Truman Show: Culture & Travel Launch Party

Are magazine launch parties back? After last week’s Good blowout, two more notables were held in opposite corners of Manhattan last night. While the not-a-Harvard-magazine Harvard magazine 02138 was busting up the Core Club, we snuck away in the opposite direction, toward the glass house of Louise T. Blouin MacBain, who was feteing the launch of her own magazine, Culture & Travel. The party was held in her magnificent duplex apartment at 165 Charles St., which is better known as the least prestigious and most expensive of the three white towers Richard Meier has tossed up on West St. (She’s taken a similar approach, an uncharitable guest suggested, in buying herself a spot in the city’s media firmament.)

We haven’t done much more than flip through the handsomely designed magazine yet, courtesy of former Travel + Leisure creative director Emily Crawford, as we feel the need to give it our full attention — it signifies the return, after all, of James Truman to magazine publishing after his one-sided falling out with Condé Nast and short-lived sabbatical. But enough about the magazine, we want to talk about the apartment.

There’s a glass box backlash underway in New York, best embodied by A.A. Gill’s masterful takedown in the October Vanity Fair. But we could see the point of glass walls when they happen to have penthouse views of the sun setting over the Hudson. That said, every guest was in agreement that the residents of the Meier about 100 yards north had been totally screwed out of their views by the apartment we happened to be standing in.

From a guest perspective, the party started off with a startling high percentage of artists who had dropped in for a peek. We have no idea what most of them look like, so we passed the early going talking to president Robin Kamen, who’s planning to relaunch the online arm of LTB Media — publisher of Culture & Travel, Art + Auction, and Modern Painters — sometime in December. We tossed out all sorts of Web 2.0 ideas (What if you applied the principles of Digg to the art world? Or the old “Map of the Market?”) but Kamen demurred: “We’re going to focus on teaching readers about art, at all levels.”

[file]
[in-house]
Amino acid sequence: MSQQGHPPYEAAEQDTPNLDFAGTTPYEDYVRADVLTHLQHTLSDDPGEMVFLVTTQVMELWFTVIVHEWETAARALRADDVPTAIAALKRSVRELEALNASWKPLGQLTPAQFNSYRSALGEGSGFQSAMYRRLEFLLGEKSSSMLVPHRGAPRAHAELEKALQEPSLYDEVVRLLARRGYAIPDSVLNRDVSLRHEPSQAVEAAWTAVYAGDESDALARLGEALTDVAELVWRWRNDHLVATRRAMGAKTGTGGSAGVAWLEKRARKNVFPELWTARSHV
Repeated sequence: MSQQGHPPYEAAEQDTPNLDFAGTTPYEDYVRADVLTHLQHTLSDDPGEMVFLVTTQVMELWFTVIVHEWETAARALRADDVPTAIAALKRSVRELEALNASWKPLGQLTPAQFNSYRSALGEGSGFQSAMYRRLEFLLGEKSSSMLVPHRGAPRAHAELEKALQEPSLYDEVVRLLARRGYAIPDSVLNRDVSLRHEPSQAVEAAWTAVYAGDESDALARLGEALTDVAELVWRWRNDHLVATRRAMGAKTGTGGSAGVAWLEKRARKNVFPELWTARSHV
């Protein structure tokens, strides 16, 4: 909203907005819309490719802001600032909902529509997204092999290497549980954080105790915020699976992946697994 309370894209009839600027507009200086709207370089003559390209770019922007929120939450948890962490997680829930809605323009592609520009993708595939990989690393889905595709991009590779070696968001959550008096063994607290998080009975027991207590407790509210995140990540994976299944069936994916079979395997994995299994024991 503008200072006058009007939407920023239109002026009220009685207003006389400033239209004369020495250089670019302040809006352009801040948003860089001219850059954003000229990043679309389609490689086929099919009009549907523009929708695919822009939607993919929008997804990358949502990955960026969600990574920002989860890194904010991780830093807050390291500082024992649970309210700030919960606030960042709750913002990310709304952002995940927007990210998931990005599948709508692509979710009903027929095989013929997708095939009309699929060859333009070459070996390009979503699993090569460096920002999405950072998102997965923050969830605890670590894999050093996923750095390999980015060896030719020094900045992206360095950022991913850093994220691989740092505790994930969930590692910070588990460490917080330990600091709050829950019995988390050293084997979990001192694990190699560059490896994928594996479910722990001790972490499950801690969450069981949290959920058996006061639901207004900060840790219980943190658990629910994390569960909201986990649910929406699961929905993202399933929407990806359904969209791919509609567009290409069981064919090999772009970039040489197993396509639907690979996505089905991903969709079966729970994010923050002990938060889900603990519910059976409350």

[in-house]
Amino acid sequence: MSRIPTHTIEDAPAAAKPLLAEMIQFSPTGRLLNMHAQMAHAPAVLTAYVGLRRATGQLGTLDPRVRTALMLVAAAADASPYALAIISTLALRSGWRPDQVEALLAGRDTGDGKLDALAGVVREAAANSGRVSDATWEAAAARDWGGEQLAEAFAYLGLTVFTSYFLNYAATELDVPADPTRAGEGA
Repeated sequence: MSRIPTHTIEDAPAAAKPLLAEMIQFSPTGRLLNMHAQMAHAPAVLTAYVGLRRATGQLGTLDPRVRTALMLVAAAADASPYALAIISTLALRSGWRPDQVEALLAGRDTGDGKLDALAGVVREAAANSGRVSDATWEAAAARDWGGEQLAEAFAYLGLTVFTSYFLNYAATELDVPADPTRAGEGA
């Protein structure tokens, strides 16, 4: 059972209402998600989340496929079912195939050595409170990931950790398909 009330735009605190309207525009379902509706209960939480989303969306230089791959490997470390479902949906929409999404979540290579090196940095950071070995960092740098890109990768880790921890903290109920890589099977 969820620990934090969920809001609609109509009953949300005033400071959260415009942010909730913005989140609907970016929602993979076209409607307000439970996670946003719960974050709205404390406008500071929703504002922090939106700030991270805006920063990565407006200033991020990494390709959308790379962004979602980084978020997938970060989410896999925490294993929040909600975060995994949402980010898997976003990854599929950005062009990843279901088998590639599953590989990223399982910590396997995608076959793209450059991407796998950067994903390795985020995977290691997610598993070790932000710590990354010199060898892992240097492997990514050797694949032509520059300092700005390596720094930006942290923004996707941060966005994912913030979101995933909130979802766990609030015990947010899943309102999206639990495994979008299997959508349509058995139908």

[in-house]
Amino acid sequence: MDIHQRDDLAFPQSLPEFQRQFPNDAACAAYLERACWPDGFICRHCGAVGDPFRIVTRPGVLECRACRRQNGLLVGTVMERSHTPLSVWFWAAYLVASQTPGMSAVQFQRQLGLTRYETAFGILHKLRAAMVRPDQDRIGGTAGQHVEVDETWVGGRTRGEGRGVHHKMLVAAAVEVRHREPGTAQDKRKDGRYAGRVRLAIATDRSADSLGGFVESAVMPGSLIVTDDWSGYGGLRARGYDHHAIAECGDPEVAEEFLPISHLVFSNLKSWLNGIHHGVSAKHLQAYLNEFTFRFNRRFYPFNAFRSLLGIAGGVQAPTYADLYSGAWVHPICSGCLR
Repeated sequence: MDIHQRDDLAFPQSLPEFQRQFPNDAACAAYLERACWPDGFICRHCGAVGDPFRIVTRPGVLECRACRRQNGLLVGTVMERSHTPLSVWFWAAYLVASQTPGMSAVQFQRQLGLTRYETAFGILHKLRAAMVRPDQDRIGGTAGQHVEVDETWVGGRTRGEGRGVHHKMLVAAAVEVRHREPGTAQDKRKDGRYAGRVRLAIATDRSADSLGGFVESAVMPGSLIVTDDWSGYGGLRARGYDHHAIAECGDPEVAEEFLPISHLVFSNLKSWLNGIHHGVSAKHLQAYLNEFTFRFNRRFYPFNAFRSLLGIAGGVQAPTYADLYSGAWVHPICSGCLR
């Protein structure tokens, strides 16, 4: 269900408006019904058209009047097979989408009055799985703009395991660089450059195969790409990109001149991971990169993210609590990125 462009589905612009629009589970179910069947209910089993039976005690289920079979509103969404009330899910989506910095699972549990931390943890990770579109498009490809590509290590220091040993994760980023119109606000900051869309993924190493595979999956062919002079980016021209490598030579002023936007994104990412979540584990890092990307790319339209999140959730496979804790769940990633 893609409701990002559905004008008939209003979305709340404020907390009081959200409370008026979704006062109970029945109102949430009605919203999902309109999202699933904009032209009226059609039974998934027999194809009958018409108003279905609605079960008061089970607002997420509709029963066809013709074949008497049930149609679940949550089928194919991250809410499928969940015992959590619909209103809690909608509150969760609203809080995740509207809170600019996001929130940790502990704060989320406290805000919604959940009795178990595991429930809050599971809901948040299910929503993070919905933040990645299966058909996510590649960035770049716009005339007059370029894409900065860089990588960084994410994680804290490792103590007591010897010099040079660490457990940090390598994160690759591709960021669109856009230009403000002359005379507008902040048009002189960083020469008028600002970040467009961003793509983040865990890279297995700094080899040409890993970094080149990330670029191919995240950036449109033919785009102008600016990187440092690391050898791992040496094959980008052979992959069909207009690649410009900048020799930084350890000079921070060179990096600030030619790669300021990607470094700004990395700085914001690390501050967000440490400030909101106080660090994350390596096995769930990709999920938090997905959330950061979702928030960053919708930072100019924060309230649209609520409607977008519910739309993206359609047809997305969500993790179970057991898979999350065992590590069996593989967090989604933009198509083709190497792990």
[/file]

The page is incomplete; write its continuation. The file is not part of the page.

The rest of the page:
We also ran into the former Budget Living dream team (and current In Style editors) Sarah Gray Miller and Natalie Warady, both of whom abandoned MacBain’s wraparound terrace in a hurry because of acute vertigo. After that, the media crowd began rolling in. Just about every media reporter showed up eventually, so here’s a quick roll call: New York Post‘s Keith Kelly, Timesman David Carr, Lorne Manly, Women’s Wear Daily‘s Irin Carmon, Carl Swanson, New York Observer‘s Michael Calderone and Jossip’s David Hauslaib. Erstwhile dead-gossip-walking Lloyd Grove gamely chatted with MacBain, Michael Wolff lurked, and Anthony Haden-Guest tried to charm our girlfriend.(“He took my hand, then he kissed it, then he kept touching my arm,” she reported.) Also spotted in the well-heeled crowd: Elle Decor’s Margaret Russell, Vicky Lowry and Sophie Donelson, super-agent David Kuhn, Nick Denton plus posse, Boykin Curry & Celerie Kemble, Rufus and Sally Albermarle and dozens more.

New York editor Adam Moss eventually bolted, but not before he confirmed he does, in fact, ride a scooter. Brian Grazer, the film producer, showed up late. And no one seemed to leave until the champagne ran out.


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